Video of Obrez at the range:



A few years ago I bought my first Mosin Nagant 91/30. I really liked shooting the rifle and after the Sandy Hook shooting the price of ammo increased to the point where shooting anything else became too expensive. Well, one thing lead to another and my joy of shooting the Mosin become an obsession:



My first Mosin was cleaned up and refinished and that quickly became my favorite. I know the picture is missing, I need to take a nice one and put it here. You can see the rifle at the end of the page sitting beside the finished Obrez:



Fast forward a couple of years later and I was really yearning to buy a new firearm. I couldn't figure out what to get but the prime candidates were an AK-47 with synthetic stock (to replace the one I sold), an RPK (to replace the two I sold), or a VEPR chambered in 7.62x54R (the same round a Mosin shoots). I couldn't make a decision on which to get but one day I was browsing YouTube and saw a video of a guy shooting his Obrez (sawed-off Mosin). I knew that what I was yearning for was not to buy another weapon but to BUILD another weapon. I pulled three Mosins out of my collection to see which one I was going to modify:



I have a fondness for Mosins that have factory repairs done to them. I imagine the rifle being used to bash a Nazi skull open during the heat of battle. One of the three had repairs (you can see the light colored patch) so I stayed away from it:



I've always liked the look of the dog collar eyelets (at least that is what I am going to call them until I find their real name) that are held on with screws. One of the three had those so it was the one I picked:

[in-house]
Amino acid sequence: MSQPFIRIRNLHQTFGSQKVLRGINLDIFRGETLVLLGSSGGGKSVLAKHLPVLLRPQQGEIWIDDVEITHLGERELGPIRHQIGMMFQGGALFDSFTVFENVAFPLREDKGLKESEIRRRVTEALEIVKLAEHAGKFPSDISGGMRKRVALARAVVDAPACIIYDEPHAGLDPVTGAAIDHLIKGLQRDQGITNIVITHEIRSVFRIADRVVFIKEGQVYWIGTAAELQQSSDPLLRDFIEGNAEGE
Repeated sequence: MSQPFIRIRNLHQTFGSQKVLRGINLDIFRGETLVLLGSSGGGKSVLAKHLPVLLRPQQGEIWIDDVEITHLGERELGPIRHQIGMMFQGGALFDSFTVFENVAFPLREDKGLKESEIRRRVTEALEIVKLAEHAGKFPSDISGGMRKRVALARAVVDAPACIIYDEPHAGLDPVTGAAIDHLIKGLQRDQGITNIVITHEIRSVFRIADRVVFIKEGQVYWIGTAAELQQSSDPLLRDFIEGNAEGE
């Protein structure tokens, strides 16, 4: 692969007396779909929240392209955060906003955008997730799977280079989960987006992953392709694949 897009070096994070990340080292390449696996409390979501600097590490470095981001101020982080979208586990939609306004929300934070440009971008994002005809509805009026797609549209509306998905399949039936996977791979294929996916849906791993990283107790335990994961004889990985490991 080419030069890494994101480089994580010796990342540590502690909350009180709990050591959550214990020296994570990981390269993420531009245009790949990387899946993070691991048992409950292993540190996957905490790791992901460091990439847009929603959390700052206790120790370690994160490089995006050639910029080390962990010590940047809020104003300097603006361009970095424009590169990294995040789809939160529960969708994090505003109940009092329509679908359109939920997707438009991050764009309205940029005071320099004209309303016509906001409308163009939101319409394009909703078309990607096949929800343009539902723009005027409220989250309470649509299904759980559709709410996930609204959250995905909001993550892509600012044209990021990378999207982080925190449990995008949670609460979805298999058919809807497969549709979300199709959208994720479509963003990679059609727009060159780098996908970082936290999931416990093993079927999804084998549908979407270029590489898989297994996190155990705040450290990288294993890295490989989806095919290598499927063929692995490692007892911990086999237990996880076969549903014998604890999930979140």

I see that the rifle I picked had shims installed at the factory to help accurize the rifle. I'm not expecting my new rifle to be a tack driver but maybe this is a good indication that it was an OK shooter:



The first step was to dismantle the rifle and clean the cosmoline off it. You can see how much greasy mess is on the barrel:



I used mineral spirits and a paint brush to clean the metal parts:



That's much better:



I used an old radio antenna to measure the factory barrel length. It was 28.75":



After getting that dimension I marked 16.5" (16.0" is the minimum legal length for a rifled barrel) on the rod:



The rod gives me an idea of where my cut will be:



I started removing the hardware from the stock. People always think these eyelets are brass but they are really just steel with shellac sprayed over them:



The front barrel band spring will have to be removed and placed on the modified stock:



These things are kind of brittle so I cut the stock so the pin on the barrel band spring was exposed. Yes, I see that my stock had a factory repair on it as well. I was in full "modification" mode at this point and there was no looking back:



I used two wood blocks with notches cut in them to secure the barrel in a vice:



Once secured, I used a hack saw to cut the barrel to length. I then used a fine file and sandpaper to smooth the surface. I ended up with a few small scratches but no one but me will ever know they are there (and I will eventually forget about them). The original plans were to do all the barrel work in my lathe but the barrel was too short to put in the back and stick through the lathe chuck so I had to do it the caveman way:



Looks like I did a good job of hitting my 16.5" target:



I put the barrel back in the stock so I could get an idea of the overall length:



Once I saw the maximum length of the stock, I cut it so it would be easier to work with:



I needed to remove the recoil bolt and nut:



I used two nails and a pair of pliers to remove them:



The nails and pliers seemed like a good idea until I remembered I had a set of snap ring pliers which is the correct tool to use:



Next I needed to get rid of the nasty Russian shellac that was all over the stock. I used paint stripper to remove the majority of it :



A quick check to see how it looked so far:



The eyelets and barrel band spring each needed to have a recess cut into the stock. I marked the location with a pencil:



I used a dremel with a milling type bit to carve into the stock:



This took me quite a long time but the fitment is not too bad: